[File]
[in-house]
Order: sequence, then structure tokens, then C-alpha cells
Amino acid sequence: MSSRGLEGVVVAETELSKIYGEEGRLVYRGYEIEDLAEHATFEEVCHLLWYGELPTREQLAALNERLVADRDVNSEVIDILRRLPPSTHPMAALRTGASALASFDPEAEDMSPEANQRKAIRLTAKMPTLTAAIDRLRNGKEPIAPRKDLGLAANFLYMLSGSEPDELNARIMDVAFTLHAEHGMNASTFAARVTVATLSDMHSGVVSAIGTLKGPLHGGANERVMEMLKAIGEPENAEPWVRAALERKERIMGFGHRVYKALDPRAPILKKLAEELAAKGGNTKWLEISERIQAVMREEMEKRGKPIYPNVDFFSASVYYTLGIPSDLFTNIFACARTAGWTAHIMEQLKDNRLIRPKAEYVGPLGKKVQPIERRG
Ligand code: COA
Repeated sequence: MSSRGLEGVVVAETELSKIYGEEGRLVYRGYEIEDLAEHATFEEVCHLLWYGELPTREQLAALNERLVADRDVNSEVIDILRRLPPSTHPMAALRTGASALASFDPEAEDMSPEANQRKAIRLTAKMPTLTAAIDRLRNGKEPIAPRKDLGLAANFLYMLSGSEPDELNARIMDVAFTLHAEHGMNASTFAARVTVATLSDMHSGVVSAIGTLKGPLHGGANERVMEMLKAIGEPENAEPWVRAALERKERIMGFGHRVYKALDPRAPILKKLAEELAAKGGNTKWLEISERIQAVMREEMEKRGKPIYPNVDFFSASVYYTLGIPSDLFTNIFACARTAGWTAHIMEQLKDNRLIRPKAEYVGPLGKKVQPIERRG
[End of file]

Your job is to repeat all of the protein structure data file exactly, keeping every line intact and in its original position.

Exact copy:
[in-house]
Order: sequence, then structure tokens, then C-alpha cells
Amino acid sequence: MSSRGLEGVVVAETELSKIYGEEGRLVYRGYEIEDLAEHATFEEVCHLLWYGELPTREQLAALNERLVADRDVNSEVIDILRRLPPSTHPMAALRTGASALASFDPEAEDMSPEANQRKAIRLTAKMPTLTAAIDRLRNGKEPIAPRKDLGLAANFLYMLSGSEPDELNARIMDVAFTLHAEHGMNASTFAARVTVATLSDMHSGVVSAIGTLKGPLHGGANERVMEMLKAIGEPENAEPWVRAALERKERIMGFGHRVYKALDPRAPILKKLAEELAAKGGNTKWLEISERIQAVMREEMEKRGKPIYPNVDFFSASVYYTLGIPSDLFTNIFACARTAGWTAHIMEQLKDNRLIRPKAEYVGPLGKKVQPIERRG
Ligand code: COA
Repeated sequence: MSSRGLEGVVVAETELSKIYGEEGRLVYRGYEIEDLAEHATFEEVCHLLWYGELPTREQLAALNERLVADRDVNSEVIDILRRLPPSTHPMAALRTGASALASFDPEAEDMSPEANQRKAIRLTAKMPTLTAAIDRLRNGKEPIAPRKDLGLAANFLYMLSGSEPDELNARIMDVAFTLHAEHGMNASTFAARVTVATLSDMHSGVVSAIGTLKGPLHGGANERVMEMLKAIGEPENAEPWVRAALERKERIMGFGHRVYKALDPRAPILKKLAEELAAKGGNTKWLEISERIQAVMREEMEKRGKPIYPNVDFFSASVYYTLGIPSDLFTNIFACARTAGWTAHIMEQLKDNRLIRPKAEYVGPLGKKVQPIERRG